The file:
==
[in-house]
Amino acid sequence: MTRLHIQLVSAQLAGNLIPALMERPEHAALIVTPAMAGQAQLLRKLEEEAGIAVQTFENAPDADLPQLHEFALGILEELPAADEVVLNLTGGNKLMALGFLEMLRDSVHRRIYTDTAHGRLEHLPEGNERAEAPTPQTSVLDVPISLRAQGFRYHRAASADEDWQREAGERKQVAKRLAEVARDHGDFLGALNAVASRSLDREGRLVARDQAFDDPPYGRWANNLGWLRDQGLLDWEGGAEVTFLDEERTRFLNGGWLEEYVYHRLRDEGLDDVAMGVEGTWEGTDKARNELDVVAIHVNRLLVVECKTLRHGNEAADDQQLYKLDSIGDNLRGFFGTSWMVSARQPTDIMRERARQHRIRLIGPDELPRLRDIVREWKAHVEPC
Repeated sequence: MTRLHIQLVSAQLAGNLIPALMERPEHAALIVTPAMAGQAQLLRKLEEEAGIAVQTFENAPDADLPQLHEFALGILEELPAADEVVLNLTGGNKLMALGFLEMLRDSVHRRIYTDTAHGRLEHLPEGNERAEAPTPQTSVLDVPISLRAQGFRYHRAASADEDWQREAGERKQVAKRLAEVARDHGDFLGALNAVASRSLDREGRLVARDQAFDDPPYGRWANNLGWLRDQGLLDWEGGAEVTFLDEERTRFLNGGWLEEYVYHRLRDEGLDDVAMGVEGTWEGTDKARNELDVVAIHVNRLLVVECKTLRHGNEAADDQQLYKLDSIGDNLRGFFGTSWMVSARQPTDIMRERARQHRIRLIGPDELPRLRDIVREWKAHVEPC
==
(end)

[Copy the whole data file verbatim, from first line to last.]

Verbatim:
[in-house]
Amino acid sequence: MTRLHIQLVSAQLAGNLIPALMERPEHAALIVTPAMAGQAQLLRKLEEEAGIAVQTFENAPDADLPQLHEFALGILEELPAADEVVLNLTGGNKLMALGFLEMLRDSVHRRIYTDTAHGRLEHLPEGNERAEAPTPQTSVLDVPISLRAQGFRYHRAASADEDWQREAGERKQVAKRLAEVARDHGDFLGALNAVASRSLDREGRLVARDQAFDDPPYGRWANNLGWLRDQGLLDWEGGAEVTFLDEERTRFLNGGWLEEYVYHRLRDEGLDDVAMGVEGTWEGTDKARNELDVVAIHVNRLLVVECKTLRHGNEAADDQQLYKLDSIGDNLRGFFGTSWMVSARQPTDIMRERARQHRIRLIGPDELPRLRDIVREWKAHVEPC
Repeated sequence: MTRLHIQLVSAQLAGNLIPALMERPEHAALIVTPAMAGQAQLLRKLEEEAGIAVQTFENAPDADLPQLHEFALGILEELPAADEVVLNLTGGNKLMALGFLEMLRDSVHRRIYTDTAHGRLEHLPEGNERAEAPTPQTSVLDVPISLRAQGFRYHRAASADEDWQREAGERKQVAKRLAEVARDHGDFLGALNAVASRSLDREGRLVARDQAFDDPPYGRWANNLGWLRDQGLLDWEGGAEVTFLDEERTRFLNGGWLEEYVYHRLRDEGLDDVAMGVEGTWEGTDKARNELDVVAIHVNRLLVVECKTLRHGNEAADDQQLYKLDSIGDNLRGFFGTSWMVSARQPTDIMRERARQHRIRLIGPDELPRLRDIVREWKAHVEPC